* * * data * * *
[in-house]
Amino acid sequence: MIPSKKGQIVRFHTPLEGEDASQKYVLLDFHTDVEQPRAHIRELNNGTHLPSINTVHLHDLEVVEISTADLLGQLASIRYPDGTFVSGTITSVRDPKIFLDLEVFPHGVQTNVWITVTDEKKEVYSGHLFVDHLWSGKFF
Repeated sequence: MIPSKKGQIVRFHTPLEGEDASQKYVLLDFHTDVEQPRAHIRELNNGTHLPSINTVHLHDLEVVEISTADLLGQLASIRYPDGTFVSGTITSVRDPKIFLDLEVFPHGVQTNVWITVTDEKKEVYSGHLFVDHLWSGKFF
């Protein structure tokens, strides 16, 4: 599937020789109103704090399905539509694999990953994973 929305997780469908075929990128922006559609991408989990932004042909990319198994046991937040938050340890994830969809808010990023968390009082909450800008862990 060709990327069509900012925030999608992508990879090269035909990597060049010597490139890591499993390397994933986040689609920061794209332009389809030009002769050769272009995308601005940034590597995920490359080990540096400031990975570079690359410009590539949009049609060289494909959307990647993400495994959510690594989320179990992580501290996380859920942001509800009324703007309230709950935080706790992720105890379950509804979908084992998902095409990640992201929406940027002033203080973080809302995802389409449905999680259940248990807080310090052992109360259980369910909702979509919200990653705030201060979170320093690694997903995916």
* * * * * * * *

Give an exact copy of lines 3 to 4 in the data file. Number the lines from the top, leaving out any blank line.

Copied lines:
Repeated sequence: MIPSKKGQIVRFHTPLEGEDASQKYVLLDFHTDVEQPRAHIRELNNGTHLPSINTVHLHDLEVVEISTADLLGQLASIRYPDGTFVSGTITSVRDPKIFLDLEVFPHGVQTNVWITVTDEKKEVYSGHLFVDHLWSGKFF
């Protein structure tokens, strides 16, 4: 599937020789109103704090399905539509694999990953994973 929305997780469908075929990128922006559609991408989990932004042909990319198994046991937040938050340890994830969809808010990023968390009082909450800008862990 060709990327069509900012925030999608992508990879090269035909990597060049010597490139890591499993390397994933986040689609920061794209332009389809030009002769050769272009995308601005940034590597995920490359080990540096400031990975570079690359410009590539949009049609060289494909959307990647993400495994959510690594989320179990992580501290996380859920942001509800009324703007309230709950935080706790992720105890379950509804979908084992998902095409990640992201929406940027002033203080973080809302995802389409449905999680259940248990807080310090052992109360259980369910909702979509919200990653705030201060979170320093690694997903995916």